children's and YA literature, film and culture (and a little bit more)
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"yet I tell you, from the sad knowledge of my older experience, that to every one of you a day will most likely come when sunshine, hope, presents and pleasure will be worth nothing to you in comparison with the unattainable gift of your mother's kiss." (Christina Rossetti, "Speaking Likenesses," 1873)
Tuesday, April 09, 2013
my dreadful mixed feelings over reasons my son is crying tumblr
So there's this tumblr called 'reasons my son is crying.' It somehow exploded everywhere, apparently in the last 48 hours, because suddenly it's all over the place. Of course I went and read it, and was delighted and amused and followed it on my tumblr page. And then this morning:
And BAM just like that I suddenly feel less pleased with this tumblr.
I felt/feel a little weird when people use their young children in such
a public way - this kid is too young, really, to consent with full
knowledge of what he’s consenting to, but at least on the internet
there’s a (very thin) layer between the Kid and the Audience. The Kid’s
“performance” (i.e., crying) happens ‘offstage,’ so to speak - there’s
no microphone, no other people intervening or influencing, it’s just the
not-so-much-privacy of his own family and their own camera. but when
you add in things like a live studio audience, a crew, interviewers, a
set - then you’ve created an artificial and highly manipulated and
manipulative arena, and the Kid is On Stage and being used by multiple
adults. It turns a mostly-private emotional reaction into a public performance, and performances aren't about the performer so much as they are about the audience, especially, I think, when the performer is a kid (cf. Shirley Temple, every child on 'Toddlers & Tiaras,' etc).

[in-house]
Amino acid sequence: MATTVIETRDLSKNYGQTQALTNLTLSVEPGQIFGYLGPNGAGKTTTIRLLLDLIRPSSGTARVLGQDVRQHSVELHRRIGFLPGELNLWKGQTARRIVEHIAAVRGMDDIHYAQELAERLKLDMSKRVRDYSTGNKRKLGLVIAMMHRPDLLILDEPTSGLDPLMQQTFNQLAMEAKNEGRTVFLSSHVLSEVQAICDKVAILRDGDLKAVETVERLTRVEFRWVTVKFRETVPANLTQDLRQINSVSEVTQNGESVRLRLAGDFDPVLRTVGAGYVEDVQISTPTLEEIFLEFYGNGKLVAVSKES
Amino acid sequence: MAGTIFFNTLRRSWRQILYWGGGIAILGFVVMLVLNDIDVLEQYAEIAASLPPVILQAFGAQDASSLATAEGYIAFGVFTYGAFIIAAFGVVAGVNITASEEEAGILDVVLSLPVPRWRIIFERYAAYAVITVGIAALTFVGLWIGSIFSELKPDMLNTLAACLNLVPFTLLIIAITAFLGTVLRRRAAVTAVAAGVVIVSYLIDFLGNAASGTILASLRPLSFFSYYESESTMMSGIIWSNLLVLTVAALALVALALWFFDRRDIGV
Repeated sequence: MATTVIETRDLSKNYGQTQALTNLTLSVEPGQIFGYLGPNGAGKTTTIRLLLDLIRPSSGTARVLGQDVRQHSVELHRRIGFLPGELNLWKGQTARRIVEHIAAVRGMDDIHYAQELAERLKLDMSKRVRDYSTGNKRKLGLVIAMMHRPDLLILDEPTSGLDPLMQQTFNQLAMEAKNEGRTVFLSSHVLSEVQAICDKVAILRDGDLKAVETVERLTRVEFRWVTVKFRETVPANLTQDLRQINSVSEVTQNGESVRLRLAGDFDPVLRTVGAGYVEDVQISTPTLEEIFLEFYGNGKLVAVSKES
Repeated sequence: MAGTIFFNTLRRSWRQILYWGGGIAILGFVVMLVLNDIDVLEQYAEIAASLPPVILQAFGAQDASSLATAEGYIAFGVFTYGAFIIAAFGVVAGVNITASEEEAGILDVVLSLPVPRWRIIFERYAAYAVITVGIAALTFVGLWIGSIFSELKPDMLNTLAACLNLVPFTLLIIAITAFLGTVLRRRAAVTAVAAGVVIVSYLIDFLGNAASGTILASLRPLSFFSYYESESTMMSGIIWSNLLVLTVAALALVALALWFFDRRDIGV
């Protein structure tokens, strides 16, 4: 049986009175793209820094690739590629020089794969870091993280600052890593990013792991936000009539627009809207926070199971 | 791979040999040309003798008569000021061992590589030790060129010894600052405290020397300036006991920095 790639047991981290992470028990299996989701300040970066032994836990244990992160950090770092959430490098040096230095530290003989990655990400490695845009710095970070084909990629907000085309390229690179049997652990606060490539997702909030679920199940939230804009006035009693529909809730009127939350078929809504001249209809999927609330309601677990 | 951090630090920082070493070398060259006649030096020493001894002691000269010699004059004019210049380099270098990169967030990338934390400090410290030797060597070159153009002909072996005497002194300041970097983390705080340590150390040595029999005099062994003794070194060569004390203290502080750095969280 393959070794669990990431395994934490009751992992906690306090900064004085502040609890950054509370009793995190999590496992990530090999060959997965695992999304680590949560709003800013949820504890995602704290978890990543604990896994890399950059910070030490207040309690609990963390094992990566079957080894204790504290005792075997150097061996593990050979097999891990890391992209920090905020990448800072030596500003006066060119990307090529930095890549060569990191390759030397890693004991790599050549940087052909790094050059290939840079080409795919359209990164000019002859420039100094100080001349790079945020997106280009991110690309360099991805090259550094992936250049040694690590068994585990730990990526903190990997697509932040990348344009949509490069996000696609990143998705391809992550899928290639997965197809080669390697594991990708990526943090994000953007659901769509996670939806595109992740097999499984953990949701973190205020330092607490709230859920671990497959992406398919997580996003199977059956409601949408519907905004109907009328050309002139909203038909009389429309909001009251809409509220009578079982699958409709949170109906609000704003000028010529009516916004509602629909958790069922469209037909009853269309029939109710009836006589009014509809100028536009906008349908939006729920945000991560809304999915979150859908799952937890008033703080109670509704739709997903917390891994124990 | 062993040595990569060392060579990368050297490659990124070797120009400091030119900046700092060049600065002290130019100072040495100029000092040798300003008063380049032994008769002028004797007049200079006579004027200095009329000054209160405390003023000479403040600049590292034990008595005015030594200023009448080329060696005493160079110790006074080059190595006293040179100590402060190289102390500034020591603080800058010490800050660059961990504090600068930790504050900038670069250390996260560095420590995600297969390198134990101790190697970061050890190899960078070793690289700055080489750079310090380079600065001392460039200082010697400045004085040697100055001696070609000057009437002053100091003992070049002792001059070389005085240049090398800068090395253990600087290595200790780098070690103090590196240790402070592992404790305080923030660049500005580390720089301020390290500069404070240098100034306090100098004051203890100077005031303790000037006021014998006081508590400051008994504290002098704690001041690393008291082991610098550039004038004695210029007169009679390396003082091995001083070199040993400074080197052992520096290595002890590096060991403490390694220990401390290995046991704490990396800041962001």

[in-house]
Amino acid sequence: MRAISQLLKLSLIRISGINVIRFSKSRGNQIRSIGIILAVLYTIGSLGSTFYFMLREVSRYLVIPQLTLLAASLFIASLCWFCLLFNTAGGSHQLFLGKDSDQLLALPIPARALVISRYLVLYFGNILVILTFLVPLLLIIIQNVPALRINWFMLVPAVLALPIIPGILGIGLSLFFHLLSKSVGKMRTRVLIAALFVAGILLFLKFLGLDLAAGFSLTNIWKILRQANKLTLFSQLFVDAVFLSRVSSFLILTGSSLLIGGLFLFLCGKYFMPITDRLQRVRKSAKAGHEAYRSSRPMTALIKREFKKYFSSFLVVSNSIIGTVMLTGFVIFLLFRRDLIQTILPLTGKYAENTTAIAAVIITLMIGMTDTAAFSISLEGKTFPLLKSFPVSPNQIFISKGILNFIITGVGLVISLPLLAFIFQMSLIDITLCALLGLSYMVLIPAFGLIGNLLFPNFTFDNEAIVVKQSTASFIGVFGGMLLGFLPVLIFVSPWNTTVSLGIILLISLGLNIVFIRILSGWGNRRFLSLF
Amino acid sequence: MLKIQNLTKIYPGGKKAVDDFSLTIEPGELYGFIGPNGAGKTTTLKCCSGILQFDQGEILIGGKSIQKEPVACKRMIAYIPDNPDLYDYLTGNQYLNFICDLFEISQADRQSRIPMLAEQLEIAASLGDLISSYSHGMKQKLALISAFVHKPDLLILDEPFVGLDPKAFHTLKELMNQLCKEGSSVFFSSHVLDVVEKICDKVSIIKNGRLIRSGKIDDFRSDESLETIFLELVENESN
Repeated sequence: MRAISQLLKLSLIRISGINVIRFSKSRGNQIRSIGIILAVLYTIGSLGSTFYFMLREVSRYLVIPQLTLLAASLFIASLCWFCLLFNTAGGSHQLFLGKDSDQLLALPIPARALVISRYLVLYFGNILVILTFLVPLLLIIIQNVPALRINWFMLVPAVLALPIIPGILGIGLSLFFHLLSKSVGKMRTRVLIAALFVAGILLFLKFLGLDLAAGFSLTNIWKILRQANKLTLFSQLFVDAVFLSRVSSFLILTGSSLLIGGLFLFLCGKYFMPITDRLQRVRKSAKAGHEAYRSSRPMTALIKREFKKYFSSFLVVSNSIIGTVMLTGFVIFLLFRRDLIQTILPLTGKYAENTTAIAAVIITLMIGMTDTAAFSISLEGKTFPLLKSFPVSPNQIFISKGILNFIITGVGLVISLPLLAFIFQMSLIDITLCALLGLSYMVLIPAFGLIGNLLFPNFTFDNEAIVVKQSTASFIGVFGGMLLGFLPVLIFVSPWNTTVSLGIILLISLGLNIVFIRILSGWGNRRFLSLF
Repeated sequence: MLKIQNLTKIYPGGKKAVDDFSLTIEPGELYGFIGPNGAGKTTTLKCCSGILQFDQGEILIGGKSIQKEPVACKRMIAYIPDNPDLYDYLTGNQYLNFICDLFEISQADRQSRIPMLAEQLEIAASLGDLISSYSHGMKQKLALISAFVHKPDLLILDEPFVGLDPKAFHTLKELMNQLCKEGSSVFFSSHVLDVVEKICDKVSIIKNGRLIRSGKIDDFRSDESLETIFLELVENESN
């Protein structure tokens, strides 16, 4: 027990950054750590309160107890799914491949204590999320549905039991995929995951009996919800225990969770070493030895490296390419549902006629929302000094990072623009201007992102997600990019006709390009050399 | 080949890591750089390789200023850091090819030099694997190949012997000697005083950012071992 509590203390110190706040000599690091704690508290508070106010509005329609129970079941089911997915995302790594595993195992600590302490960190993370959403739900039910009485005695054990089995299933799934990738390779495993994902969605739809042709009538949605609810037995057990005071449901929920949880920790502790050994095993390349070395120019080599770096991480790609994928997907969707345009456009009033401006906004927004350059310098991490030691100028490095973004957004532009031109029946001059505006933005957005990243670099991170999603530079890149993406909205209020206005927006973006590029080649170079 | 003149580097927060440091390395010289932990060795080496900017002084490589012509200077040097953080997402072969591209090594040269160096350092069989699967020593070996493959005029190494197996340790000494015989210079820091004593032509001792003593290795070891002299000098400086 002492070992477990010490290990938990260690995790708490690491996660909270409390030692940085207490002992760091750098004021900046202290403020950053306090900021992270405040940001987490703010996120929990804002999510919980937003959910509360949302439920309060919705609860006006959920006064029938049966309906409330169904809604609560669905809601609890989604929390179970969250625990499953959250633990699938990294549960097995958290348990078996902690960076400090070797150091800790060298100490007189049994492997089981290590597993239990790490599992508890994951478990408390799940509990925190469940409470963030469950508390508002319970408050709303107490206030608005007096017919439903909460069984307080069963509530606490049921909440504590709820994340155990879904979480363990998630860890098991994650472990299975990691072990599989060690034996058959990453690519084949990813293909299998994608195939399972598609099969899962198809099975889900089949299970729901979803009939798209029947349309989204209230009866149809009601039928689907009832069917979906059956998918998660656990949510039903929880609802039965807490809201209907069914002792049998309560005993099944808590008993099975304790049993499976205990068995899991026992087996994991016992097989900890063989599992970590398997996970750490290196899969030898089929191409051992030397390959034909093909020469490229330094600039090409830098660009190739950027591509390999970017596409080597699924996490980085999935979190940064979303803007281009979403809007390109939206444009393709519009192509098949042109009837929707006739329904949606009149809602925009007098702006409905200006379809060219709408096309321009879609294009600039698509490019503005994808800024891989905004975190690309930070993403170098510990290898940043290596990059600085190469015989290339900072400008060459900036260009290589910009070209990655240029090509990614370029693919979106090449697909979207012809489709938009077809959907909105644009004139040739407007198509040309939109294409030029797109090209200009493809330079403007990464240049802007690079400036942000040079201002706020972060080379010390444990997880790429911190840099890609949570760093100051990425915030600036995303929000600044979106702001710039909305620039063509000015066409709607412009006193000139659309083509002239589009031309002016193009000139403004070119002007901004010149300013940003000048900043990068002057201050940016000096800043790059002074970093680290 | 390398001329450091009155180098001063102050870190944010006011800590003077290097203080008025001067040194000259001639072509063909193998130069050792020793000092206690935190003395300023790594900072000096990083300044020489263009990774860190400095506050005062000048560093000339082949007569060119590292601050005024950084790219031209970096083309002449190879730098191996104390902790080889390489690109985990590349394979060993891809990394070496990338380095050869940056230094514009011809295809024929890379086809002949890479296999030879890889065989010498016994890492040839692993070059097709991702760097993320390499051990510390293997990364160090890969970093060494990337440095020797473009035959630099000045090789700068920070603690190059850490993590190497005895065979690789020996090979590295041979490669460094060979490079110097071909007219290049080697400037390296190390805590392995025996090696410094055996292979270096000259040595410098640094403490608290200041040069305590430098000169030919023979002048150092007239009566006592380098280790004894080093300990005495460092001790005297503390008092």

The premise of ‘reasons my son is crying’ is kind of interesting in addition to being funny - I don’t find it “cute” at all,
but I do like the way it records the incredible frustrations of being
small and quasi-helpless and inexperienced/untutored in the world. To
us, maybe it’s funny that a kid would cry because he can’t run naked
into Times Square, but the Kid presumably doesn’t know why he’s dreaming
the impossible dream there.
I often tell my students that being a little kid is hard -
the world isn’t sized for you, you have very little actual freedom and
autonomy, you can’t pour your own juice or milk, there are monsters under the bed.
You don’t know yet that your hand will get burned if you touch the
stove when it’s on. You learn everything the hard way, or experience a
world of what appear to be irrational restrictions. It’s this sense of
difficulty that ‘reasons my son is crying’ captures that I like.
But I don’t like converting that into a sideshow - it’s already
perilously close to being reproachably exploitative. I mean, would YOU
want someone taking a photo every time you cried or felt frustrated, and
posting it on tumblr for all the world to see? What if you couldn’t say
no? what if you couldn’t say yes, either?
I am always, constantly suspicious of performing/trick children, and
more suspicious of them in the age of “reality” media, where a kid might